Which Breed of Chicken Should I Put in my Backyard Flock?

The extension poultry scientists at the University of Georgia offer advice on the characteristics of the most popular breeds for backyard flocks in the January 2009 issue of the University's Backyard Poultry Tip.
calendar icon 24 February 2009
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Poultry production has evolved from raising a few hens and a rooster in your backyard to one of the largest food industries in the country where poultry farmers contract with companies to grow chickens. Even so, many people continue to raise chickens in their backyards and the practice is catching on. They decide to begin a backyard flock for a variety of reasons. Some do it for the pleasure of having them, others for the convenience of having eggs or meat on hand at all times. Some people raise chickens in their yards for nutritional reasons and also the reduced cost associated with having their own flock. A large number of backyard growers raise chickens for showing at competitions such as state and county fairs. Whatever the reasons for wanting to start a flock the decision must be made on the breed and type of birds to use.

There are a vast number of different breeds of chickens available. Some are rare and seldom seen while others are common and easily accessible. Within each breed there may be different varieties. In this month's Backyard Poultry Tip, ten of the most common breeds raised by backyard growers will be discussed and the more common varieties within each breed highlighted.

Ameraucana - The 'Easter Eggers' are the most common variety within this breed. They are layers that produce various shades of blue and blue-green eggs. They can be obtained from most hatcheries. However, they are usually mixed bred and may lay blue, green or other coloured eggs and do not conform to standard. The birds are cold hardy and will mature moderately early. They are mostly calm and non-aggressive and can be caged or allowed to roam free.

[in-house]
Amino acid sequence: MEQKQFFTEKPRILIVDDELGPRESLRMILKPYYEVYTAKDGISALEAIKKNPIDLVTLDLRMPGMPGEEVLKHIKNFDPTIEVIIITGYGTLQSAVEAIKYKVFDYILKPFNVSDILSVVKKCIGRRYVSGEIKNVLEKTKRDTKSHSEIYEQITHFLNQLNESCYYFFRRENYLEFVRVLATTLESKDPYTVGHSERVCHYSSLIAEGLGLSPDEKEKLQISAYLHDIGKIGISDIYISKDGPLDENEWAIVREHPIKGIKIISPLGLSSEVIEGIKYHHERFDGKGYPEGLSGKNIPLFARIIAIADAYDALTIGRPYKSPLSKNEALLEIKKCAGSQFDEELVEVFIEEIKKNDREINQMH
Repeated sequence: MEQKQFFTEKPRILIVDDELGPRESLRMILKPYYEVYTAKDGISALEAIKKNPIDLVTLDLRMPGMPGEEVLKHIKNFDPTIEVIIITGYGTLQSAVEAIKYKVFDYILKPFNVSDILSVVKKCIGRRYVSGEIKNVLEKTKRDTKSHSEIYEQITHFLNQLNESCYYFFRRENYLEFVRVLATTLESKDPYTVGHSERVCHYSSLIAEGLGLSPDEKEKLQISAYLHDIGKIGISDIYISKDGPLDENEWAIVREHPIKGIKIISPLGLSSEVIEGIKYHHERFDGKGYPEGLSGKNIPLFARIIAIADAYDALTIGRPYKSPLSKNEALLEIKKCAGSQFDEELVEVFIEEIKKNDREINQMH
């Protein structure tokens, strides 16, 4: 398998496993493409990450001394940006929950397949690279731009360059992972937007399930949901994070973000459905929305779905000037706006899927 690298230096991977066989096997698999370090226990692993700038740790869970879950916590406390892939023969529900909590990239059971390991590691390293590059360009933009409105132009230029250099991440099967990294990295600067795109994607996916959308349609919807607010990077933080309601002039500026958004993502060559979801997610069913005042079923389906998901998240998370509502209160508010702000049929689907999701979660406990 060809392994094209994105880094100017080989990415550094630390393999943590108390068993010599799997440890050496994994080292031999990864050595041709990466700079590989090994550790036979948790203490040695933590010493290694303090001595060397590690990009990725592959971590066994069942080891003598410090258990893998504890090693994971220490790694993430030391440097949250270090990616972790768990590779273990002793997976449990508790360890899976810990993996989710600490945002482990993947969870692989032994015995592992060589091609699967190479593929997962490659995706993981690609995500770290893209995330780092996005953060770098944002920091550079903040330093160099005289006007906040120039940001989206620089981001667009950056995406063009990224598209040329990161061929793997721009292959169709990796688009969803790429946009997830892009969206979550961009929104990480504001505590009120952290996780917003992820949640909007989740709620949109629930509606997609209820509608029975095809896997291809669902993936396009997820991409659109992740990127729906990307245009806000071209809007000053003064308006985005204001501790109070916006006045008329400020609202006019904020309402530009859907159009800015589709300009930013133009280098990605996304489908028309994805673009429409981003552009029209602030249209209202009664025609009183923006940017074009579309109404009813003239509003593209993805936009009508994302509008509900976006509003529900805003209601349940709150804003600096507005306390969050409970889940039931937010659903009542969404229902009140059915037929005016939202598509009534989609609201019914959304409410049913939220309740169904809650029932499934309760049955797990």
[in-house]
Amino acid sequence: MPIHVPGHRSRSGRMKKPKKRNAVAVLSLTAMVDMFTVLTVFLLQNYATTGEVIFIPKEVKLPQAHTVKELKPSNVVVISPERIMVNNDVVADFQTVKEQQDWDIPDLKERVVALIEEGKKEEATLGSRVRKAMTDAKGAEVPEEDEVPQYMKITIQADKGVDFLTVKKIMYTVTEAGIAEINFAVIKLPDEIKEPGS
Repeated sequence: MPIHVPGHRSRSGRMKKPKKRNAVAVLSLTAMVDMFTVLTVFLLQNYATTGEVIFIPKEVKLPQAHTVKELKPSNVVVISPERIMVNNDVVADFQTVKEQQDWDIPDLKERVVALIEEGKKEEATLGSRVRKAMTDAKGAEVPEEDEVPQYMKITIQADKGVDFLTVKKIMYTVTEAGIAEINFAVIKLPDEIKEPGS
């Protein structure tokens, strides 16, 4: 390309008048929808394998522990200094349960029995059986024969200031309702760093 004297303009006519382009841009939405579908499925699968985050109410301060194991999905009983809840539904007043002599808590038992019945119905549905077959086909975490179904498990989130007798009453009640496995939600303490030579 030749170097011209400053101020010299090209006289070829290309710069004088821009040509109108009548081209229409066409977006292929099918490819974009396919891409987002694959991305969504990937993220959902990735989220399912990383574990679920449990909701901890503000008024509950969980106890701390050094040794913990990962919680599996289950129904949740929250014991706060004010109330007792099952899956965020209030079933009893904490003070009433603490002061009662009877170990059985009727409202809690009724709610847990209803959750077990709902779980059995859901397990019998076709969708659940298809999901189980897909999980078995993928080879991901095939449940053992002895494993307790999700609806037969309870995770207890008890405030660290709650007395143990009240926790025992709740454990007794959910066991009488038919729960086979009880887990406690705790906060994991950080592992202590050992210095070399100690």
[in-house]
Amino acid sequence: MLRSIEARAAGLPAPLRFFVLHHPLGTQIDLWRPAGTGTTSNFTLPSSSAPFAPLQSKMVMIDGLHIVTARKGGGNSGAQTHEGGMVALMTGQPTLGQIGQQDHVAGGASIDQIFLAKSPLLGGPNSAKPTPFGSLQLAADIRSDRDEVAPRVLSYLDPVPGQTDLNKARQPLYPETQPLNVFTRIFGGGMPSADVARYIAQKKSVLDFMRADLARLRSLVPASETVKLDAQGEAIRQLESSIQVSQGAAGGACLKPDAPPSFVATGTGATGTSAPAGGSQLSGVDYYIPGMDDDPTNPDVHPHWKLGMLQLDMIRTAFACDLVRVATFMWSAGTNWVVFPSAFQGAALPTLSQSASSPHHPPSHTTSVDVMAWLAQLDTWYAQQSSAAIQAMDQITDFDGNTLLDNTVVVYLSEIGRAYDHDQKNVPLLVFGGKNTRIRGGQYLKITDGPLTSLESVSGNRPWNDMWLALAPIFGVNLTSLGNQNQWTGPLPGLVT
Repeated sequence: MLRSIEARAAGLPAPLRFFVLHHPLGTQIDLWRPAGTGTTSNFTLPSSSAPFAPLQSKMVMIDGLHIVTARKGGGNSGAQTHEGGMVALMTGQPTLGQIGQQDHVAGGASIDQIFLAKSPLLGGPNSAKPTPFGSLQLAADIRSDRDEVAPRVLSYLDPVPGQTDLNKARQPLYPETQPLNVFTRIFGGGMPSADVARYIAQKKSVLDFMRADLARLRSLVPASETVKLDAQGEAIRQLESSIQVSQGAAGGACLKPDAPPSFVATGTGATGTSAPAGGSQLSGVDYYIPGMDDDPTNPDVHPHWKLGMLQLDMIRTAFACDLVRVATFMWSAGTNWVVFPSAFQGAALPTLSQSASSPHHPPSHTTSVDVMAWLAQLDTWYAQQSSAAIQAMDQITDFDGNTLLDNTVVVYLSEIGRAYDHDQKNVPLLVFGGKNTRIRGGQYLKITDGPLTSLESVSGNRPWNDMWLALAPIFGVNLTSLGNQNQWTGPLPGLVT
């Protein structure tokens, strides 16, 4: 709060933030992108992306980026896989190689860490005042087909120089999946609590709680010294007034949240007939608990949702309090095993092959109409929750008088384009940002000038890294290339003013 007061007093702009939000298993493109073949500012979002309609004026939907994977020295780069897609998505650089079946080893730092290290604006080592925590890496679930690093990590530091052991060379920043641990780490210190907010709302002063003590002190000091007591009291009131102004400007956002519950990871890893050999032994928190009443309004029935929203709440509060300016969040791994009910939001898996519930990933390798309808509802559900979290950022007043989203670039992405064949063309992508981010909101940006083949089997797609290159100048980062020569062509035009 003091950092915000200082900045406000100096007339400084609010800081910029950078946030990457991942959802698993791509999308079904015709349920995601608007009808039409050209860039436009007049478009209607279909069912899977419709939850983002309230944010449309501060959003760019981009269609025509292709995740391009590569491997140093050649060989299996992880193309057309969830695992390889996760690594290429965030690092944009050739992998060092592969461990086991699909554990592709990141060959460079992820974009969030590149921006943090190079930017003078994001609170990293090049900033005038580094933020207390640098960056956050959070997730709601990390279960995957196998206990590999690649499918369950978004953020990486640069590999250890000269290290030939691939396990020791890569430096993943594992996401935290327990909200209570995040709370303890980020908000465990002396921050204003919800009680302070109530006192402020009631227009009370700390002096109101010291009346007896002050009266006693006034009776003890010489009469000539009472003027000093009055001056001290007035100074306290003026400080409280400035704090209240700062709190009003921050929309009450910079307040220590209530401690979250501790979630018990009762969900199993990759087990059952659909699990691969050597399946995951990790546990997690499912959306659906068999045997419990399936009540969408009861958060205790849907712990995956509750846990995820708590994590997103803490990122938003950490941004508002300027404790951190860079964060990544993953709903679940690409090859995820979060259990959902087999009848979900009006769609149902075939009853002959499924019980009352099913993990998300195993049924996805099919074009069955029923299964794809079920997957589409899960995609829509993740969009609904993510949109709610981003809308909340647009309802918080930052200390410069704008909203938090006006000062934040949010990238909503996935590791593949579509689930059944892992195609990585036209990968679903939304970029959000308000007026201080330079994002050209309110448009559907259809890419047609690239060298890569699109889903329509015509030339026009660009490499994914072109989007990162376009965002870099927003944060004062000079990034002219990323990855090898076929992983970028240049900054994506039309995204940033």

Australorp or Black Australorp - These are fairly common and can be used for eggs or meat. They lay medium-sized brown-shelled eggs. They will mature early and are usually good mothers, quiet, docile and easily handled. They can be raised in cold temperatures and can be caged or allowed to free range.

Belgian D'Uccle or Barbu D'Uccle - This is one of the most popular bantams and weighs about 1.3 lb/0.55 kg. This bantam is bearded and feather-footed and lays tiny creamy white eggs. They are great brooders but due to their fancy feathering are not suited for inclement weather. They are very slow to mature, are friendly and quiet. The cocks are less aggressive than other bantams. They will tolerate confinement but they are fliers.

Leghorns - These birds are the most common layer breed and are the ultimate egg-producing machines. They can be in a variety of colours, the most common being the white leghorns. They mature very early and lay pearl white medium to large eggs but are non-setters. They are heat tolerant but may get frost bite on their combs. They are economical eaters and will adapt to confinement or free-range. They are noisy and nervous and usually avoid human contact.